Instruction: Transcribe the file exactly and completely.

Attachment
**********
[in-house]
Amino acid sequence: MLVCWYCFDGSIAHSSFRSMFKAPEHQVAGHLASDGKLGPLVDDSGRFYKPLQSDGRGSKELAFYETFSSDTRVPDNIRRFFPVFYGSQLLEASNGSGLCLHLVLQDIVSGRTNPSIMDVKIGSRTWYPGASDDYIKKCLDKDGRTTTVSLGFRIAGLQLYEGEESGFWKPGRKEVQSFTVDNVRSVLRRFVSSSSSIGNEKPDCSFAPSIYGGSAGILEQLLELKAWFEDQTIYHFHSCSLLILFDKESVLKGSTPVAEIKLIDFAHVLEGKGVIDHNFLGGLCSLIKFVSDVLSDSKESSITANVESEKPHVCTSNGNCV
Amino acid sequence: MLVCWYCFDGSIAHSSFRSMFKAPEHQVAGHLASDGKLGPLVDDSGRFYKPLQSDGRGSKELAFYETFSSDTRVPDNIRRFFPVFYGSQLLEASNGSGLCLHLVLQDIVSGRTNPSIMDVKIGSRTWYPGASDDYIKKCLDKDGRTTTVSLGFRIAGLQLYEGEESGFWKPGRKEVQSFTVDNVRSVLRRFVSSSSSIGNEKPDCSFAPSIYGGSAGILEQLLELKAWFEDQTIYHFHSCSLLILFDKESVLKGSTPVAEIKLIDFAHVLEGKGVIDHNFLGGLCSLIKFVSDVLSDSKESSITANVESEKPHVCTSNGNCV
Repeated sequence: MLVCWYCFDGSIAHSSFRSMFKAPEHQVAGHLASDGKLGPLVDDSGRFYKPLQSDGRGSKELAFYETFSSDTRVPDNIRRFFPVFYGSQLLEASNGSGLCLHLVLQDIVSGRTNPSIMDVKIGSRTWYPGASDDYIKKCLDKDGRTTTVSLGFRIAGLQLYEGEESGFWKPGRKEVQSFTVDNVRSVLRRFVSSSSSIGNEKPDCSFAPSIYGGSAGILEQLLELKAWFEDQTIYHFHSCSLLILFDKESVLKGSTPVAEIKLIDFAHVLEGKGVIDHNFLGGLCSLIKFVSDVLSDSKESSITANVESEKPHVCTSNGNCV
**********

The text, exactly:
[in-house]
Amino acid sequence: MLVCWYCFDGSIAHSSFRSMFKAPEHQVAGHLASDGKLGPLVDDSGRFYKPLQSDGRGSKELAFYETFSSDTRVPDNIRRFFPVFYGSQLLEASNGSGLCLHLVLQDIVSGRTNPSIMDVKIGSRTWYPGASDDYIKKCLDKDGRTTTVSLGFRIAGLQLYEGEESGFWKPGRKEVQSFTVDNVRSVLRRFVSSSSSIGNEKPDCSFAPSIYGGSAGILEQLLELKAWFEDQTIYHFHSCSLLILFDKESVLKGSTPVAEIKLIDFAHVLEGKGVIDHNFLGGLCSLIKFVSDVLSDSKESSITANVESEKPHVCTSNGNCV
Amino acid sequence: MLVCWYCFDGSIAHSSFRSMFKAPEHQVAGHLASDGKLGPLVDDSGRFYKPLQSDGRGSKELAFYETFSSDTRVPDNIRRFFPVFYGSQLLEASNGSGLCLHLVLQDIVSGRTNPSIMDVKIGSRTWYPGASDDYIKKCLDKDGRTTTVSLGFRIAGLQLYEGEESGFWKPGRKEVQSFTVDNVRSVLRRFVSSSSSIGNEKPDCSFAPSIYGGSAGILEQLLELKAWFEDQTIYHFHSCSLLILFDKESVLKGSTPVAEIKLIDFAHVLEGKGVIDHNFLGGLCSLIKFVSDVLSDSKESSITANVESEKPHVCTSNGNCV
Repeated sequence: MLVCWYCFDGSIAHSSFRSMFKAPEHQVAGHLASDGKLGPLVDDSGRFYKPLQSDGRGSKELAFYETFSSDTRVPDNIRRFFPVFYGSQLLEASNGSGLCLHLVLQDIVSGRTNPSIMDVKIGSRTWYPGASDDYIKKCLDKDGRTTTVSLGFRIAGLQLYEGEESGFWKPGRKEVQSFTVDNVRSVLRRFVSSSSSIGNEKPDCSFAPSIYGGSAGILEQLLELKAWFEDQTIYHFHSCSLLILFDKESVLKGSTPVAEIKLIDFAHVLEGKGVIDHNFLGGLCSLIKFVSDVLSDSKESSITANVESEKPHVCTSNGNCV